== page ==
By Sabrina Rodriguez
By Michael E. Miller
By Carlos Suarez De Jesus
By Luther Campbell
By Kyle Munzenrieder
By Sabrina Rodriguez
By Trevor Bach
By Kyle Munzenrieder
Purvis's biggest coup was snagging Karen Black to play the part of Summer, a mentally unstable, faded beauty who is a prisoner of her own memories. After having seen the actress in Easy Rider, Five Easy Pieces, Nashville, and other films, Purvis thought she'd be perfect for the role. Because he was an unknown, the first-time director wasn't optimistic she would do it, but he decided to think big. He sent Black the script through her agent. To his surprise she responded immediately and said she was interested in the part.
"I thought he was so smart to think of me for the role," Black says from her Los Angeles home. "I'm a lightheaded spirit. I'm good at playing people who are fey or out of their mind, characters who carry around their own imagination.
"I really feel that Tag's writing capabilities are extraordinary," she adds. "His characterization has a real feeling and depth, and his themes are about friendship -- that's a very profound thing. He's an amazing guy."
Black, who is 56 years old, has taken roles in several other independent films this year, a solution to the dearth of good parts for women of a certain age in Hollywood productions. During the filming of Red Dirt, the actress stayed in a lakeside house owned by Guy Purvis, and frequently traipsed about town with the family. "There was a lot of silly camaraderie," she says. "There's so much love on a set like that."
After some negotiation Black agreed to play the part for less than her usual fee (like the other leads, she will also get a percentage of any profits). Although Black was the first actor to be cast, it proved much harder for Purvis to fill the other roles. He did learn, however, that there was no shortage of actors looking for work. After placing ads in Variety and the Hollywood Reporter, he received an avalanche of videos, resumes, and head shots. Overwhelmed, he realized he needed a casting agent to help him sort through them, and found one through industry contacts in New York.
After several months of auditions and deliberations, he selected Dan Montgomery, best known for his appearance in a Levi's TV commercial, for the role of Griffith. Walton Goggins, who was featured in Robert Duvall's The Apostle, plays Lee Todd, the newcomer who changes Griffith's life. The other principal role is the teenage Emily, who comes from an abusive home and has sex with her cousin Griffith. The part is played by Aleksa Palladino, who was recently seen in The Adventures of Sebastian Cole at the Miami Film Festival.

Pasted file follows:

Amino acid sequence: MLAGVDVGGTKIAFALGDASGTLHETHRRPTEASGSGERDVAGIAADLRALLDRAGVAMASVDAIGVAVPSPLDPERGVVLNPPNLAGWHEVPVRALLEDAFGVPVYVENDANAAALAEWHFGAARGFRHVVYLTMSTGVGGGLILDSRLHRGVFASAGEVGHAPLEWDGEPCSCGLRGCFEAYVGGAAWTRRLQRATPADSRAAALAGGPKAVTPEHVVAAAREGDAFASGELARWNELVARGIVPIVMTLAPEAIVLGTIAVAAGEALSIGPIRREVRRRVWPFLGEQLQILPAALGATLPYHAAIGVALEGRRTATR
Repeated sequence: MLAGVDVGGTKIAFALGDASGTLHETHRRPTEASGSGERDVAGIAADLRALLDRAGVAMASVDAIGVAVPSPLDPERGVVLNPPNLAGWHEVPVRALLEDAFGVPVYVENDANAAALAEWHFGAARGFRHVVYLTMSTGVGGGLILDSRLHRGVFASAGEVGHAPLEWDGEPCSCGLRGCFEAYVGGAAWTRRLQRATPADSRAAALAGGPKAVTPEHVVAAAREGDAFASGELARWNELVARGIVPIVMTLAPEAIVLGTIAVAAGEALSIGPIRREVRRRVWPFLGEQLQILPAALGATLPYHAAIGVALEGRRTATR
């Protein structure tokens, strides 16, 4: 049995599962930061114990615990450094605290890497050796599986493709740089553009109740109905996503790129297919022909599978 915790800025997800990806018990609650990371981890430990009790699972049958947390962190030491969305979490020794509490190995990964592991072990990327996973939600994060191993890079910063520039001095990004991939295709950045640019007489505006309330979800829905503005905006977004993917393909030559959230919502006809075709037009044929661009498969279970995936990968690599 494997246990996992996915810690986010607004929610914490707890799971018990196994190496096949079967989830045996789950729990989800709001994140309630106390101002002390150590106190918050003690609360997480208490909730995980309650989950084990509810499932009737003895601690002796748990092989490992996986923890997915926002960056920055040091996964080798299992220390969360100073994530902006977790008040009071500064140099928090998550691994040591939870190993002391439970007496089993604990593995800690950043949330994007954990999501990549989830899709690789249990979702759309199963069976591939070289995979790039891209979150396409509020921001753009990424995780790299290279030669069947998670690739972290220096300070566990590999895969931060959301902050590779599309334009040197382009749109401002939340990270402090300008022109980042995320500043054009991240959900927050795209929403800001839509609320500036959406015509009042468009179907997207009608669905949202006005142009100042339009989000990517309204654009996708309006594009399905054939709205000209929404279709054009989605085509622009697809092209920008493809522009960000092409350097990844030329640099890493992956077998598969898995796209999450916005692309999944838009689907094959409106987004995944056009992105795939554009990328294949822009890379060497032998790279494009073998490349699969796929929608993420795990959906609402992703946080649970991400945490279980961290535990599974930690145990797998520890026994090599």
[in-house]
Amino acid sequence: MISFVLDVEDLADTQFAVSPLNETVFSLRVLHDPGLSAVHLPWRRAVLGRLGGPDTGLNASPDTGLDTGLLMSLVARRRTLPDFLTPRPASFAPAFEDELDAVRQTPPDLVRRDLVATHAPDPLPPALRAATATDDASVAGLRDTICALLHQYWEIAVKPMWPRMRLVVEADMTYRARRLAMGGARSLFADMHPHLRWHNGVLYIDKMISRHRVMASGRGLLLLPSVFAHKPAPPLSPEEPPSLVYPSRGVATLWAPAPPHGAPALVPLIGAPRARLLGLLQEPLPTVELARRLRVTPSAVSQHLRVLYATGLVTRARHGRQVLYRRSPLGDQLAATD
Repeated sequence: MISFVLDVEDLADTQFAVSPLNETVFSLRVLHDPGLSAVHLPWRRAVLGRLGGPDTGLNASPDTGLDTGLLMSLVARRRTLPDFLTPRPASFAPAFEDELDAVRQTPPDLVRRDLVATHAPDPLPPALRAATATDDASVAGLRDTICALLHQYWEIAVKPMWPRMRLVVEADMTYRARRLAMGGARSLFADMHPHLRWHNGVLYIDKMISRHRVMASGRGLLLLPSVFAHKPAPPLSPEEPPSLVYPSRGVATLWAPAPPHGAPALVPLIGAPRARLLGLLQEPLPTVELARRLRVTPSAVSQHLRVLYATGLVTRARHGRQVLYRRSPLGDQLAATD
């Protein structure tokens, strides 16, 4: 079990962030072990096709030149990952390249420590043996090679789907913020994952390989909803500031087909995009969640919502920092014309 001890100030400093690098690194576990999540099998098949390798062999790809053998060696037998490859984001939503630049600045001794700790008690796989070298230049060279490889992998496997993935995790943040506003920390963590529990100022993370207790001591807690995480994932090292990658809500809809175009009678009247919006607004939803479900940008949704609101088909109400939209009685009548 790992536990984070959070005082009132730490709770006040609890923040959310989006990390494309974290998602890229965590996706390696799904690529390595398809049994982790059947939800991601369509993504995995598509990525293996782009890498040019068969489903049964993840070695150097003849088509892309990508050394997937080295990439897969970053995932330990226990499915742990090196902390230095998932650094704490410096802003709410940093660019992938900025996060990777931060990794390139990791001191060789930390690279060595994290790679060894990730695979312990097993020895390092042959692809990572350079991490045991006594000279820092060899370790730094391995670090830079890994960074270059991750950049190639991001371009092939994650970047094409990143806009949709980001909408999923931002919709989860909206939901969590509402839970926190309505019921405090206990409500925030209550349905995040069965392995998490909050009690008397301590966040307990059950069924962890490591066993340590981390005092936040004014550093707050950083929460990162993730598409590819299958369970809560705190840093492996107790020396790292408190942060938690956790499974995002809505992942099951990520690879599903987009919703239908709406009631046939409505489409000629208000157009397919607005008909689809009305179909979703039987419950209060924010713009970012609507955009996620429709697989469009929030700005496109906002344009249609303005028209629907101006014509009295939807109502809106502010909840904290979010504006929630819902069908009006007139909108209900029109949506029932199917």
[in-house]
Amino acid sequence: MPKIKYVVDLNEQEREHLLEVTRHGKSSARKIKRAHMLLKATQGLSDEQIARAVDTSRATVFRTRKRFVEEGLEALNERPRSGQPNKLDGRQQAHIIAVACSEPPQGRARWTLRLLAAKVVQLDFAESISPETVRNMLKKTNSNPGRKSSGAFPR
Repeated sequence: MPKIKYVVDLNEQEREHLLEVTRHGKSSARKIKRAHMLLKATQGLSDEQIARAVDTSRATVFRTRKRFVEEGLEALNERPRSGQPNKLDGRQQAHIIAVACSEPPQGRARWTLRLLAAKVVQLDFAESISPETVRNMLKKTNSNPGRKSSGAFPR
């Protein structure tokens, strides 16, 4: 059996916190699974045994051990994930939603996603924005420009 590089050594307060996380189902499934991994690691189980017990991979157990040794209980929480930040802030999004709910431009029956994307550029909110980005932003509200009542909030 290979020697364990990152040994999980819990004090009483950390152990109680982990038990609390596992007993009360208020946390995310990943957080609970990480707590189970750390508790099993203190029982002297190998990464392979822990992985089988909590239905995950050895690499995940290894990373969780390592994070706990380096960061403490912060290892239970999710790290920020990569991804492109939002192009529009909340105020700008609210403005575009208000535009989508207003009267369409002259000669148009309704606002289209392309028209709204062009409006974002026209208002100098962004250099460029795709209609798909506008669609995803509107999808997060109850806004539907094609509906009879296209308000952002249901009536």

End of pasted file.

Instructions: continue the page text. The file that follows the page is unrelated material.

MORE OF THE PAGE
Purvis says the members of his fictional dysfunctional family are composites of people he knew growing up in Meridian, including a "circus" of aunts, uncles, and cousins. "My immediate family is a very normal, loving environment," the director says, "but everything around it was another story. My uncles were drunks. When they'd come to visit and my father wasn't home, we'd all hide from them in the house because mother was susceptible."
Karen Black's character was loosely based on memories of Purvis's mother Toni. For the filmmaker, Summer's agoraphobia recalls his mother's own confinement indoors during much of a five-year struggle with cancer. She died at age 56, just after Purvis's 26th birthday. "I'm not saying the film's autobiographical," Purvis insists. "But I went somewhere I had to go with it. It was getting out what was inside of me."
Guy Purvis remembers his son's directorial debut as The Flip Flop from Outer Space, a sci-fi adventure starring a rubber beach sandal. It was one of countless Super8 movies Tag made when he was a kid.
"He always had a camera of some sort growing up," his father remembers. "He used to round up the neighborhood kids and show his movies at home."
The filmmaker cites his dad's own interests as the reason he got into film at an early age. "My father was always really into technology," he says. "My parents were the first ones around to have a color television, even though they lived in a trailer."
Guy and Toni Purvis came from Lakeland, Florida, both from large working-class families. "I was so poor I was born naked," Guy Purvis jokes. He recalls that his father used to find toys in the trash and bring them home for his ten children, inspiring Guy's boyhood dream of becoming a garbage collector. Instead, after serving in the elite Scouts and Raiders (predecessor to the Navy SEALs) during World War II, he married the seventeen-year-old Toni and went to work for his brother, who had a loan company in Georgia. They eventually settled in Meridian.
Tag was a late baby, born ten years after his brother David, who maintains various businesses in Meridian, including a restaurant. Warren, the eldest, is now 47. Christened Gregory, the youngest Purvis son soon became known to his brothers by the nickname Tag Along, thus Tag.
Toni Purvis lovingly spoiled her youngest son. When he was in elementary school, she brought him baskets of fried shrimp on Fridays, and threw after-school parties for Tag and herself. The family moved into the house where Guy still lives when Tag was five years old. It remains as Toni left it, decorated with classic country antiques, pictures of her sons, and her collection of Southern black-and-white rag dolls. She planted azalea bushes and created a Japanese rock garden in the back yard.